Turnover increased by 24 per cent to pounds 223m, while profits rose by 13 per cent to pounds 27.3m. Much of the increase in sales and perhaps half the extra profit came from Hunters Armley, the direct-response printer acquired for pounds 33m last June.
A drop in margins was also chiefly due to the inclusion of Hunters Armley, which further increased sales of paper included virtually at cost in leaflet printing contracts, chairman Miles Emley said yesterday.
Results in the UK exceeded expectations, with sales rising by around 5 per cent on a like-for-like basis. All divisions contributed, including direct response advertising, magazine and book printing, financial reports, and printing for the music and multimedia industries.
The group continues to benefit from its strong market share, continuing investment in new equipment and the flexibility permitted by its wide range of operations.
The chances of a soft landing for the economy are improving and new plant is being brought on stream in the US to ease capacity constraints, but the outlook in Germany remains clouded by fierce competition and slow growth, St Ives said.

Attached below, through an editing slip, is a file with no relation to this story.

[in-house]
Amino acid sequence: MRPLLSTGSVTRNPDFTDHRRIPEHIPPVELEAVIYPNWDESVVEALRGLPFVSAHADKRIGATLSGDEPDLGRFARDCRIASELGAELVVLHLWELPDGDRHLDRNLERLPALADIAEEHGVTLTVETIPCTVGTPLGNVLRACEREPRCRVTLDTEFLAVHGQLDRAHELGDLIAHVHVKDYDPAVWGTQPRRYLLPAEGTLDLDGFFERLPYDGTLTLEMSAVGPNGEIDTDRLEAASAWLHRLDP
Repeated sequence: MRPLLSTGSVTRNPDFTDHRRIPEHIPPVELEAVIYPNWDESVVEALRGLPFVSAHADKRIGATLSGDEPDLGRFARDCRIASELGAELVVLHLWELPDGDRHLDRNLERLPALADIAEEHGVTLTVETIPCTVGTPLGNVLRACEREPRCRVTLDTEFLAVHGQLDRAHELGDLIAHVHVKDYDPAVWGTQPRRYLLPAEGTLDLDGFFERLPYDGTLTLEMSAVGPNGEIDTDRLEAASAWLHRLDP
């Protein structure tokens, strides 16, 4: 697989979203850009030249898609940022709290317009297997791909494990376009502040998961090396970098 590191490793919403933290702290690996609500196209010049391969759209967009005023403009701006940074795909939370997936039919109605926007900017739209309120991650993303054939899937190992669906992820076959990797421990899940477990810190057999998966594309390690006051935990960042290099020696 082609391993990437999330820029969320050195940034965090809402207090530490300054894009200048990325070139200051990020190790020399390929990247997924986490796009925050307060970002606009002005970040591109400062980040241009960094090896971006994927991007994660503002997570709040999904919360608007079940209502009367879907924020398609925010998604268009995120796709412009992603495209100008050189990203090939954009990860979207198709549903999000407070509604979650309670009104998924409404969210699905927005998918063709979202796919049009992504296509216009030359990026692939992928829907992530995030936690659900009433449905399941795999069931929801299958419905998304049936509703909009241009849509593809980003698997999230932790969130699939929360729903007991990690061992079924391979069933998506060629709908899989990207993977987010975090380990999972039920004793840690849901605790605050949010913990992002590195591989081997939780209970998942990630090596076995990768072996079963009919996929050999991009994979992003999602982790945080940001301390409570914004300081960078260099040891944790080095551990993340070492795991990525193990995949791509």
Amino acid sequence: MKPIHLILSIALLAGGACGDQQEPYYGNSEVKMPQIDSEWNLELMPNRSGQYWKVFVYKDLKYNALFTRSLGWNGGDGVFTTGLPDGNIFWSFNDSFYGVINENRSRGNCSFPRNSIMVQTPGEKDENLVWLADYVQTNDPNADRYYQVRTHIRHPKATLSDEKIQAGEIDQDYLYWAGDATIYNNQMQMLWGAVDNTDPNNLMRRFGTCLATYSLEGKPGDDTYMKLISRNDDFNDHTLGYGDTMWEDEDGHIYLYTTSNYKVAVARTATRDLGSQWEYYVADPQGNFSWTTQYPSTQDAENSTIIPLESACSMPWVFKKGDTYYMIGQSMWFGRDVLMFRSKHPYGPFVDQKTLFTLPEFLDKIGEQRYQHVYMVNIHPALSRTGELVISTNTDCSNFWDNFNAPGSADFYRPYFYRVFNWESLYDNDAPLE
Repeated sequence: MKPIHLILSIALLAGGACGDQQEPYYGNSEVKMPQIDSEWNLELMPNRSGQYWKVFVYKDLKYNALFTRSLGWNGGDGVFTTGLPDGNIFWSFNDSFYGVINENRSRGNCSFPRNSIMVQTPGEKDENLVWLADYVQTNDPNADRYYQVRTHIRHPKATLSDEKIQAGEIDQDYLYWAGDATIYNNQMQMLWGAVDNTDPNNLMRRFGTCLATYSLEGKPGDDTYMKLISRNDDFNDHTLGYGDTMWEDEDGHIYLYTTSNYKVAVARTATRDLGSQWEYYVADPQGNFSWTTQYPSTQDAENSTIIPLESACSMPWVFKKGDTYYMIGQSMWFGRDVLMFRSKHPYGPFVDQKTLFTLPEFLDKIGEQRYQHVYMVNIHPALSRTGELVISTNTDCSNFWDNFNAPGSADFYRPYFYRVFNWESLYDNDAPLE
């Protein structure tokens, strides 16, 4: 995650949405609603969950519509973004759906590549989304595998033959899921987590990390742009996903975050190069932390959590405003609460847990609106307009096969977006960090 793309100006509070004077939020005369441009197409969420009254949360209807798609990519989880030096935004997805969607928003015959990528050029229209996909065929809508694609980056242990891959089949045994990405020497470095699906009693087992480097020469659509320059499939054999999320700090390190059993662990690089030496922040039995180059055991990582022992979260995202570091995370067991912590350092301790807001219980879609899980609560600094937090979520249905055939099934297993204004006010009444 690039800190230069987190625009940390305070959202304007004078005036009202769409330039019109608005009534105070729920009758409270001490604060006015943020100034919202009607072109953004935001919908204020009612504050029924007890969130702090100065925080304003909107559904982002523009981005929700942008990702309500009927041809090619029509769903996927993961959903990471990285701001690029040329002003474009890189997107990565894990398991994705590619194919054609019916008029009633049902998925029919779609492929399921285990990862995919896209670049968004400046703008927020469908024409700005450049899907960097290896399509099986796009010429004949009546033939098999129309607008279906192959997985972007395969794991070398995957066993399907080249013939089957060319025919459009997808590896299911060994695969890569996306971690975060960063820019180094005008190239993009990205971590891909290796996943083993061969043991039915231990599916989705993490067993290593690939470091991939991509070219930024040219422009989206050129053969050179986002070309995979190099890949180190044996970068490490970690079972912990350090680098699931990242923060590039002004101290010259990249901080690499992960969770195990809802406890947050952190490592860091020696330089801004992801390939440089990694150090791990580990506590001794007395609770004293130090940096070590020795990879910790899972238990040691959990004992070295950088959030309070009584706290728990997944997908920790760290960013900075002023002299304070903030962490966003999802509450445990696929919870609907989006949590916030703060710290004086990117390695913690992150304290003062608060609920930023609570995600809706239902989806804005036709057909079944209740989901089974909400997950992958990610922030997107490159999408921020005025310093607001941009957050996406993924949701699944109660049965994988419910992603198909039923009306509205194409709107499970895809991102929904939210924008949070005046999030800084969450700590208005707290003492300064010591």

The company is still looking out for acquisitions, especially in North America, but the task of rationalising Hunters Armley still has some way to go, Mr Emley said.
The switch from the defunct paper and publishing sector to media should lead to a re-rating of the shares and a rise in the number of analysts following the company, but the shares continue to suffer from the concentration of institutional investors on FTSE 100 companies, group managing director Brian Richards said.
Analysts began upgrading forecasts yesterday, with Alastair Irvine of Merrill Lynch raising his expectations for the current year to the end of July from pounds 53m to pounds 56m and earnings of 37p, rising to pounds 60m and 39p in 2001.
The shares have rallied steadily for six months; they jumped another 50p to 530.5p yesterday, which is a fairer reflection of their value.Reuse content